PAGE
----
Back in June, CBC News confirmed that France was aware of — and failed to disclose — fingerprint evidence that ultimately helped to clear Diab.
French officials did not share fingerprint comparison evidence in their possession with their Canadian counterparts. In fact, court documents showed French prosecutors denied the evidence even existed.
'A weak case'
Diab's case has raised troubling questions about the standard of evidence required by Canadian law for extradition.
Robert Maranger, the Ontario Superior Court judge who ordered Diab's extradition in 2011, wrote in his decision that France had presented "a weak case; the prospects of conviction in the context of a fair trial seem unlikely."
Maranger ordered Diab's extradition on the strength of handwriting analysis that allegedly linked him to the bomber. It was said to be the only piece of physical evidence linking Diab to the attack.
But in their January order, obtained by CBC News, French investigative judges dismissed that evidence as unreliable.
Another key factor in Diab's release was the high probability that he wasn't even in Paris on the day of the bombing. Using university records and interviews with Diab's classmates, the investigative judges determined he was "probably in Lebanon" writing exams when the Rue Copernic attack happened.
"It is likely that Hassan Diab was in Lebanon during September and October 1980 … and it is therefore unlikely that he is the man … who then laid the bomb on Rue Copernic on October 3rd, 1980," they wrote.
Diab boycotting review
Canadian Justice Minister Jody Wilson-Raybould has asked the former deputy attorney general of Ontario, Murray Segal, to conduct an external review of Diab's extradition.
Through Bayne, Diab announced that he would boycott that review, arguing its scope is too narrow and it appears to be nothing more than a "concerted damage-control effort."
Segal will be asked to assess whether Canadian Department of Justice officials followed the law and departmental procedures while conducting the extradition.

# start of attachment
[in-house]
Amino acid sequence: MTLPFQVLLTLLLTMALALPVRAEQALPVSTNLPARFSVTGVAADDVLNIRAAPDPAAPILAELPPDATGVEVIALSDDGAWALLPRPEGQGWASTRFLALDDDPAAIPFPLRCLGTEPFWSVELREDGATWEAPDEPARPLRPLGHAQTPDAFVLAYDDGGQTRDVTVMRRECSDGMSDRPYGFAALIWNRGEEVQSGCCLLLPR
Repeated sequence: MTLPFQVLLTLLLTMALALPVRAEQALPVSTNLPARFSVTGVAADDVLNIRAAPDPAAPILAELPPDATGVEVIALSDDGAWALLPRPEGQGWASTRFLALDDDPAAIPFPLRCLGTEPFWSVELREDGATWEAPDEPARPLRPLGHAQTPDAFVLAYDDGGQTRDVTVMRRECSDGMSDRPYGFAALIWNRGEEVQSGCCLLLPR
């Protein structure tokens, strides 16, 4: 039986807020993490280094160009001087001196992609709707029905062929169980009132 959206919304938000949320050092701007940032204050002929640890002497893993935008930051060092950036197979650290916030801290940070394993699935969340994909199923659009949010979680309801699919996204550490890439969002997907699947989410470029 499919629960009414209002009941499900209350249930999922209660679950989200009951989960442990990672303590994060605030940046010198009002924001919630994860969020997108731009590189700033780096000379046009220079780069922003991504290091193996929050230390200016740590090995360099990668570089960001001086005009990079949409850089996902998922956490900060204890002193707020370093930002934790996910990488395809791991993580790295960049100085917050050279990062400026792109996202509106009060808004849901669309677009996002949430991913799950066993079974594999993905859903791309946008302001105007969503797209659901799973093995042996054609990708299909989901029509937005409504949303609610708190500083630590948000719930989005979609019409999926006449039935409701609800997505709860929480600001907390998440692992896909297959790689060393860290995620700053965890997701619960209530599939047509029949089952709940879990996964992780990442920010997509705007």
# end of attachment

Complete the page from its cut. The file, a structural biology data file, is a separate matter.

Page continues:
He also will look at whether government lawyers who handle extradition cases need to change their approach, and whether Canada needs to address specific issues with France over that country's treatment of Diab.
But Segal isn't being tasked with a review of Canada's extradition laws themselves — something Diab and his supporters have demanded. Segal's authority also falls short of the judge-led public inquiry requested by Diab, rights groups such as Amnesty International and some politicians.
"This is so fundamentally wrong and disappointing," said Bayne. "As fine a fellow as Murray Segal is, he is not an independent judge. He's a career prosecutor."
Bayne said the external review will not allow for a cross-examination of Justice Department officials in the way a public inquiry would.
"Where is Hassan Diab's right to challenge what they did to him? Only a public inquiry can have credibility," Bayne said.
Segal spent decades in senior positions in the Ontario public service before leaving for the private sector, where he has worked as a lawyer, mediator and consultant.
He has led a number of high-profile reviews — notably the independent probe of the actions of Nova Scotia police and public prosecutors in the Rehtaeh Parsons case. He also has conducted reviews of CSIS and the Criminal Law Branch of British Columbia.
Alex Neve, secretary general of Amnesty International Canada, said today's delay means there is no closure for the family as the mysteries and concerns about how the case was handled deepen.
"Today's news comes, to say the least, as deep frustration and disappointment," he said.